It tracks your steps, but the company who made it is tracking even more. Photo: Getty Images/iStockphoto
On March 17, Adidas filed suit in a federal court in Delaware against shoemaker Asics over rights to the technology that powers Asics's Fitness trackers. Adidas, which owns the training platform Runtastic, claims that RunKeeper, the fitness app maker founded in 2008 that Asics acquired last year, infringes on ten of its intellectual property patents. The German sports apparel company is demanding that Asics cease and desist providing RunKeeper and also wants undisclosed damages.
There's more at stake in this case than you might expect from two apparel titans grappling over electronic wristbands. As more people begin tracking their physical activity, many companies see a promising opportunity not just to sell monitoring devices, but also to collect heaps of data about their users' personal routines and tendencies. Sales of wearables were up 43 percent between September 2015 and September 2016, according to market researcher NPD Group. Revenue from fitness trackers, tabulated at more than $2 billion in 2014, is projected to grow to $5.3 billion by 2019, according to tech market research firm Park Associates. The lines determining which companies will dominate the market are still being drawn, says NPD Group sports industry analyst Matt Powell. "I don’t think we know yet who's going to be the winner here." Legal battles, like the one between Adidas and Asics, could provide key insights into what shape the industry will take.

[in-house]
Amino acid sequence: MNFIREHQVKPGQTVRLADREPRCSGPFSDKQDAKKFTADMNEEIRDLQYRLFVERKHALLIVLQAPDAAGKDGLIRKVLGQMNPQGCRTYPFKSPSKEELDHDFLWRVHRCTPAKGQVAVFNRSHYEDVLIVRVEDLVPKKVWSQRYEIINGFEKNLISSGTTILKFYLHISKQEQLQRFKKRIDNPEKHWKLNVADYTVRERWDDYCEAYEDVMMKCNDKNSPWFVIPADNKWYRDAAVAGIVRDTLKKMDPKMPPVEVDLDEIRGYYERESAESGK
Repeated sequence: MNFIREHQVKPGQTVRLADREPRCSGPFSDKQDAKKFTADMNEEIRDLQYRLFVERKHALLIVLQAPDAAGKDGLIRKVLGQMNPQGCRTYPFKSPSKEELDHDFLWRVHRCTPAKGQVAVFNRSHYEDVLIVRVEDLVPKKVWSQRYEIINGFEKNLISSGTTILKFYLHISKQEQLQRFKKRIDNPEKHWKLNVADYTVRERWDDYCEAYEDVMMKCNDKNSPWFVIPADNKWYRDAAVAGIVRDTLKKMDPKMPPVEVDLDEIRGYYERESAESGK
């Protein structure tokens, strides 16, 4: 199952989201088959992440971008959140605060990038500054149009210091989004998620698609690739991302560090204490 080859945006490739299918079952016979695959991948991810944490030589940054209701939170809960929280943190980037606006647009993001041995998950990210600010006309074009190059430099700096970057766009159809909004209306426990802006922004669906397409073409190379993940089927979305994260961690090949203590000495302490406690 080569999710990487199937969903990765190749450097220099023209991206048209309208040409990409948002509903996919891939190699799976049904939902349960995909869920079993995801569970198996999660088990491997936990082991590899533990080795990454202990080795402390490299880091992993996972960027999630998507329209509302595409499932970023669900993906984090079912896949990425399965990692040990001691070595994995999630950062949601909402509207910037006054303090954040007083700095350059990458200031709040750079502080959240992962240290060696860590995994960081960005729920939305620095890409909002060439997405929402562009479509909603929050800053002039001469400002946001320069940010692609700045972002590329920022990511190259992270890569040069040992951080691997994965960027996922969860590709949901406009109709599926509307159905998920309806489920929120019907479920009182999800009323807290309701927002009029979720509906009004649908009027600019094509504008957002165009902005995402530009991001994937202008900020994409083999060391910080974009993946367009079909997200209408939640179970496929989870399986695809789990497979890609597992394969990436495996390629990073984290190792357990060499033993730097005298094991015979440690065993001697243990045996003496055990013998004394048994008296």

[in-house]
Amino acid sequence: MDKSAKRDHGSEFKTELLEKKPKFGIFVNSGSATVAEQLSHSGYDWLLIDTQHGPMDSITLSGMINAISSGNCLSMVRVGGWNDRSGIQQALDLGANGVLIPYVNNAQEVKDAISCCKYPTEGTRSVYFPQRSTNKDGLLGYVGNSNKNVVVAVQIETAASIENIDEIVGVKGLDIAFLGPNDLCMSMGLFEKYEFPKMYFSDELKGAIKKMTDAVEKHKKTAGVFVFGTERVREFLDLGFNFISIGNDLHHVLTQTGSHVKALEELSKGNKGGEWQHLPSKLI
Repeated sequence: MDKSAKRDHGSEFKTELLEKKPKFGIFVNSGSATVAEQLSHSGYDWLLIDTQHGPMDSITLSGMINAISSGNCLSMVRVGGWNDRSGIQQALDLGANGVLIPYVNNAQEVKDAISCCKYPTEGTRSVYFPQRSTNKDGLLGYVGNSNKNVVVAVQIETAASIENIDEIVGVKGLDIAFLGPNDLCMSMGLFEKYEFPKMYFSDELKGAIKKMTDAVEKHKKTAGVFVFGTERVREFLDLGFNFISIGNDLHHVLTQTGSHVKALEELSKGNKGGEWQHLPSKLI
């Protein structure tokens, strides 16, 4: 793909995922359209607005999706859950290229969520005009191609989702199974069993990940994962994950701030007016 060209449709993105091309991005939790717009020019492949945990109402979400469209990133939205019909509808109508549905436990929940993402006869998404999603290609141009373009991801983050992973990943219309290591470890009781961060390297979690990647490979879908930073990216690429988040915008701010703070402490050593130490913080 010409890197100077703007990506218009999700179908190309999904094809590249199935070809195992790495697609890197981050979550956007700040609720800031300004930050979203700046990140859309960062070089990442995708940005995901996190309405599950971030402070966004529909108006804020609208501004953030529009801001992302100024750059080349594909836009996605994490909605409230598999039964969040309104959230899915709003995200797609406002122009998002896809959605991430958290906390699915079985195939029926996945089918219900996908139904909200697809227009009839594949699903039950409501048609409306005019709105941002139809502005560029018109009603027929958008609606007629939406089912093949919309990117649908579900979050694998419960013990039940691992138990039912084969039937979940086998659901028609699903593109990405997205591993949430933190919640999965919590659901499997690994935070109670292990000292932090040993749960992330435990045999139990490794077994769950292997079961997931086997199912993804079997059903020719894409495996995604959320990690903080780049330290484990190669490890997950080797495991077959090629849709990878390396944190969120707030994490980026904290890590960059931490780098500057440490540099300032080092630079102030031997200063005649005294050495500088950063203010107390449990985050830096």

Reading Adidas's legal complaint against Asics, it appears that the principles guiding the company's claims could be used to target the entire field of wearable, GPS-based activity trackers. The company positions itself as the leading pioneer in the field of fitness tracking and data-driven exercise planning: "[A]didas was the first in the industry to comprehensively bring data analytics to athletes," the complaint reads. If that rationale holds up in court, it could have huge implications for who controls the data we provide when we opt to quantify ourselves.
"Personal data is a valuable asset that these companies are largely permitted to use," says Andrew Hilts, executive director of the Canadian nonprofit personal data advocacy organization, Open Effect, which published a report last year on how fitness tracker data is used. "I'm sure companies are using it in a large variety of ways, like improving their product and marketing. But we don't know what companies are doing beyond that." There's currently no overarching federal law regulating how companies use data they receive from their users.